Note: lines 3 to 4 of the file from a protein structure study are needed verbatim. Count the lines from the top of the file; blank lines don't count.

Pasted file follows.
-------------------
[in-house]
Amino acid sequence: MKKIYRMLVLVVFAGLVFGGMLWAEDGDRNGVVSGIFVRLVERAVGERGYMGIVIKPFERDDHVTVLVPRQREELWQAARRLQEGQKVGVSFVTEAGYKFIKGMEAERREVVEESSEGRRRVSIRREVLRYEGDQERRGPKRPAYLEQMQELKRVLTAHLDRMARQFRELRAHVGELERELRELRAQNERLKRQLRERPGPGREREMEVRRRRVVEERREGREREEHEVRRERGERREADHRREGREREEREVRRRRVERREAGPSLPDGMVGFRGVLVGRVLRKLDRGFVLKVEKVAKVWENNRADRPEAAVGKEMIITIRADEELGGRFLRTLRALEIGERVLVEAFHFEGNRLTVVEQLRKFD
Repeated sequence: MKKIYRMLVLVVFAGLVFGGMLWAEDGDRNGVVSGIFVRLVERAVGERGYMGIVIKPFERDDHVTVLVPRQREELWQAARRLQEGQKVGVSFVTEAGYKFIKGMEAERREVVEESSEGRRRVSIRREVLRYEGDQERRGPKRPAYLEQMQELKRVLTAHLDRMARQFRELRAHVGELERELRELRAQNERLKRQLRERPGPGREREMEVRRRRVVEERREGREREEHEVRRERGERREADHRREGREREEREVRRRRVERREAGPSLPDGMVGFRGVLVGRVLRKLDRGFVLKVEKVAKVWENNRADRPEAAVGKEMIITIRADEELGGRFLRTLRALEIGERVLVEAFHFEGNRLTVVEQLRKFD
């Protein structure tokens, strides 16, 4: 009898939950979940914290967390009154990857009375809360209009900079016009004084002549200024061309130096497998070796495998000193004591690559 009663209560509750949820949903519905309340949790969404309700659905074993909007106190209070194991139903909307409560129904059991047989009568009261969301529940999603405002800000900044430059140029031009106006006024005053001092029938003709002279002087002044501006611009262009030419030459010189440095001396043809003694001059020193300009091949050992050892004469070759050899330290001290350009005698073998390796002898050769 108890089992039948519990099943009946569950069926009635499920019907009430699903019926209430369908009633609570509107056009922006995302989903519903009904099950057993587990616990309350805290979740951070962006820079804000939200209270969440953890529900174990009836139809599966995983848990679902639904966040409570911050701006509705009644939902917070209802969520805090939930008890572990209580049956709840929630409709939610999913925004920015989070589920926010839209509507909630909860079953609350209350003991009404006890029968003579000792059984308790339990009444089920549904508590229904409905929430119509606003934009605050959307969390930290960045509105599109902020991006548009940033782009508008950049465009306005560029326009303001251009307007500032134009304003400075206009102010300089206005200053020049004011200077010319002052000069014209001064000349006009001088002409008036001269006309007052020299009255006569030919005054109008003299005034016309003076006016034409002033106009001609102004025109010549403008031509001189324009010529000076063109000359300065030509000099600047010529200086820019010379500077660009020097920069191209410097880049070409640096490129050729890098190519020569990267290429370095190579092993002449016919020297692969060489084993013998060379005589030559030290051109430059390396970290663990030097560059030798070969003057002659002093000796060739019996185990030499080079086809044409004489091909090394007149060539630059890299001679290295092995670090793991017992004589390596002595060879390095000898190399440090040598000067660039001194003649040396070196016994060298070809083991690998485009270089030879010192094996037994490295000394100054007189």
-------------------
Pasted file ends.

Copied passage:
Repeated sequence: MKKIYRMLVLVVFAGLVFGGMLWAEDGDRNGVVSGIFVRLVERAVGERGYMGIVIKPFERDDHVTVLVPRQREELWQAARRLQEGQKVGVSFVTEAGYKFIKGMEAERREVVEESSEGRRRVSIRREVLRYEGDQERRGPKRPAYLEQMQELKRVLTAHLDRMARQFRELRAHVGELERELRELRAQNERLKRQLRERPGPGREREMEVRRRRVVEERREGREREEHEVRRERGERREADHRREGREREEREVRRRRVERREAGPSLPDGMVGFRGVLVGRVLRKLDRGFVLKVEKVAKVWENNRADRPEAAVGKEMIITIRADEELGGRFLRTLRALEIGERVLVEAFHFEGNRLTVVEQLRKFD
């Protein structure tokens, strides 16, 4: 009898939950979940914290967390009154990857009375809360209009900079016009004084002549200024061309130096497998070796495998000193004591690559 009663209560509750949820949903519905309340949790969404309700659905074993909007106190209070194991139903909307409560129904059991047989009568009261969301529940999603405002800000900044430059140029031009106006006024005053001092029938003709002279002087002044501006611009262009030419030459010189440095001396043809003694001059020193300009091949050992050892004469070759050899330290001290350009005698073998390796002898050769 108890089992039948519990099943009946569950069926009635499920019907009430699903019926209430369908009633609570509107056009922006995302989903519903009904099950057993587990616990309350805290979740951070962006820079804000939200209270969440953890529900174990009836139809599966995983848990679902639904966040409570911050701006509705009644939902917070209802969520805090939930008890572990209580049956709840929630409709939610999913925004920015989070589920926010839209509507909630909860079953609350209350003991009404006890029968003579000792059984308790339990009444089920549904508590229904409905929430119509606003934009605050959307969390930290960045509105599109902020991006548009940033782009508008950049465009306005560029326009303001251009307007500032134009304003400075206009102010300089206005200053020049004011200077010319002052000069014209001064000349006009001088002409008036001269006309007052020299009255006569030919005054109008003299005034016309003076006016034409002033106009001609102004025109010549403008031509001189324009010529000076063109000359300065030509000099600047010529200086820019010379500077660009020097920069191209410097880049070409640096490129050729890098190519020569990267290429370095190579092993002449016919020297692969060489084993013998060379005589030559030290051109430059390396970290663990030097560059030798070969003057002659002093000796060739019996185990030499080079086809044409004489091909090394007149060539630059890299001679290295092995670090793991017992004589390596002595060879390095000898190399440090040598000067660039001194003649040396070196016994060298070809083991690998485009270089030879010192094996037994490295000394100054007189």